Twenty years ago, hip-hop lost its crowned monarch. The death certificate read: Christopher G. Latore Wallace. Occupation: entertainer. Cause of death: gunshot wound to abdomen-chest. But such documents offer only the skin of a life. Underneath the stark legal papers lies a rich hip-hop Iliad. A Shakespearean tragedy straight out of Brooklyn, baby.
Aesop Rock was the jewel in the Definitive Jux beanie. His clutch of noughties records for the label saw him and long-time producer Blockhead craft brass knuckles rap that sounded like analogue machinery grinding below New York’s pavement. In the cockpit was Aes, who blasted tongue-twisting rhymes from skewered vocal cords. His vernacular was like a weird kind of subterranean dialect, the abstract lyricism of another planet. The pair were like The Simpsons’ maniacal galactic conquistadors, Kang and Kodos, in human form. They looked like real people, but it was a poor impression.
Making that giant step from supporting star to leading man is a tough thing to do. It’s damn near impossible when you’ve already been pegged as the deputy. Juelz could (and should) have been a star, but he could never have been Killa Cam. G-Unit made being 50 Cent’s weed carrier a viable career move. And it’s tough to gauge Pippen’s accomplishments without stacking them next to Jordan’s. None of this is to disparage these guys. It’s just that their legacy will always be shackled to another.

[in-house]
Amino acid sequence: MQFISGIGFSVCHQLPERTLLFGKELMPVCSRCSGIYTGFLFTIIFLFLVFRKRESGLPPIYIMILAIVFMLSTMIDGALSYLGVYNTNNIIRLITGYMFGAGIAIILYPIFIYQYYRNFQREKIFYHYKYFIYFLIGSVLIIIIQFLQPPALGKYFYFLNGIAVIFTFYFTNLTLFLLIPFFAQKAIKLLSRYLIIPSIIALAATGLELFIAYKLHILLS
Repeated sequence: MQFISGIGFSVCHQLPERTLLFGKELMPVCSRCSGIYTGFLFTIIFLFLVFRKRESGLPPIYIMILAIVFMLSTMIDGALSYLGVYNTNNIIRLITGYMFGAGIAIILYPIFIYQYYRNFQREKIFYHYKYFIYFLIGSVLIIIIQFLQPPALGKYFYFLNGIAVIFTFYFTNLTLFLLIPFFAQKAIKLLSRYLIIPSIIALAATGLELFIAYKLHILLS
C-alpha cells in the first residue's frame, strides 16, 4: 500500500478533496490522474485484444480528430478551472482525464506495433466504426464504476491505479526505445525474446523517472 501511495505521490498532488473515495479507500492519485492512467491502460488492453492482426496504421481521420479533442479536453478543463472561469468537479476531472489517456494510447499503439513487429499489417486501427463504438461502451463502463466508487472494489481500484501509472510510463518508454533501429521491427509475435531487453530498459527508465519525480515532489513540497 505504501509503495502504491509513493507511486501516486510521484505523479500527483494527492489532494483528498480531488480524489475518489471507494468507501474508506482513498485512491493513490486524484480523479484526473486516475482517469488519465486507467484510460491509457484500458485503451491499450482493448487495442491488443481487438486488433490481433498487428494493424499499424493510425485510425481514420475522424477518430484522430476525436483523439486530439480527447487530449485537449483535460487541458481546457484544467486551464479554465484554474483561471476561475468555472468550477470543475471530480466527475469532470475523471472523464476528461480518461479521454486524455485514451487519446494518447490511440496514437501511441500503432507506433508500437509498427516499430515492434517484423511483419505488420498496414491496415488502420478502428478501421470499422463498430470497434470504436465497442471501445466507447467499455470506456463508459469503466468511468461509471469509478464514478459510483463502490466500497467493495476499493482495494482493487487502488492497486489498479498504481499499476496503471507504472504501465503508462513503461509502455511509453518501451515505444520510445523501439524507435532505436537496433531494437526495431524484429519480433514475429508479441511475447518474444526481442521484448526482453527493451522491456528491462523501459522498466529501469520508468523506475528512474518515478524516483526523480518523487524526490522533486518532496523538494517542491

M. Ward carries the past around with him like a big, gaudy sheriff badge hanging off his shirt pocket. There’s no looking past it — the Oregon cowboy is a self-appointed custodian of a bygone era. Since the late ’90s, he’s been laying down rickety guitar lines on antique equipment, cutting a lengthy discography that plays like a brittle old scrapbook of Appalachian folk, Nashville country, Creedence swamp rock, stomping bluegrass, and a dozen other throwback genres. At his best, his records sound like lost gems that slipped through a crack in time and dropped into the present day: all retro charm, but punctuated with sharp songwriting, pretty arrangements, and swinging melodies.
If Young Thug is, in fact, an alien, then his is a planet of 50-hour days and generation-long seasons. The otherworldly rapper has cut enough great songs in two Earth years to fill seven lifetimes, pulling in sounds more likely to be heard echoing through the mysterious depths of the cosmos than the front page of Datpiff. Since splashdown, its been questioned whether his twisted dialect is truly meant for human ears, some hip-hop purists bemoaning his eccentricities as too distant, too other, and too unintelligible. But the truth is out there, laid bare by last year’s Barter 6 and Slime Season volumes 1 and 2. Thugger — codeine for blood, Gucci frock on his back — is doing more with single syllables right now than most of rap’s head table are doing with whole bars.